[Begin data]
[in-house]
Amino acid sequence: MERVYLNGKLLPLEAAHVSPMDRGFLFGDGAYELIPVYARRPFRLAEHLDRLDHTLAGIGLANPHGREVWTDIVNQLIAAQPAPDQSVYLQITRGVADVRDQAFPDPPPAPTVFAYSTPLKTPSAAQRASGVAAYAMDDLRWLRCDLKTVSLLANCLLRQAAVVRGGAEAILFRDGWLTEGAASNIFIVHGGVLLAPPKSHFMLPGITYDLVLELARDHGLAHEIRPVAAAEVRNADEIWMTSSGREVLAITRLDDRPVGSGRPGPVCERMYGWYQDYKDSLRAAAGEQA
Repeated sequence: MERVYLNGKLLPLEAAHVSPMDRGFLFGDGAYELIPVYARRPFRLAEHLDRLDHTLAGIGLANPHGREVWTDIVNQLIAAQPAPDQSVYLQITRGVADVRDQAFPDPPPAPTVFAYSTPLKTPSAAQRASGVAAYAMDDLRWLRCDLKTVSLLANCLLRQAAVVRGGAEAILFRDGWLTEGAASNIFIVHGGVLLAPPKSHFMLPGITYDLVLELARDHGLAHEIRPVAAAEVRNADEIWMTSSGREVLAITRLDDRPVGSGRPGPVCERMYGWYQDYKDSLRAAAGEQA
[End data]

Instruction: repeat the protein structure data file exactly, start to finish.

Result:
[in-house]
Amino acid sequence: MERVYLNGKLLPLEAAHVSPMDRGFLFGDGAYELIPVYARRPFRLAEHLDRLDHTLAGIGLANPHGREVWTDIVNQLIAAQPAPDQSVYLQITRGVADVRDQAFPDPPPAPTVFAYSTPLKTPSAAQRASGVAAYAMDDLRWLRCDLKTVSLLANCLLRQAAVVRGGAEAILFRDGWLTEGAASNIFIVHGGVLLAPPKSHFMLPGITYDLVLELARDHGLAHEIRPVAAAEVRNADEIWMTSSGREVLAITRLDDRPVGSGRPGPVCERMYGWYQDYKDSLRAAAGEQA
Repeated sequence: MERVYLNGKLLPLEAAHVSPMDRGFLFGDGAYELIPVYARRPFRLAEHLDRLDHTLAGIGLANPHGREVWTDIVNQLIAAQPAPDQSVYLQITRGVADVRDQAFPDPPPAPTVFAYSTPLKTPSAAQRASGVAAYAMDDLRWLRCDLKTVSLLANCLLRQAAVVRGGAEAILFRDGWLTEGAASNIFIVHGGVLLAPPKSHFMLPGITYDLVLELARDHGLAHEIRPVAAAEVRNADEIWMTSSGREVLAITRLDDRPVGSGRPGPVCERMYGWYQDYKDSLRAAAGEQA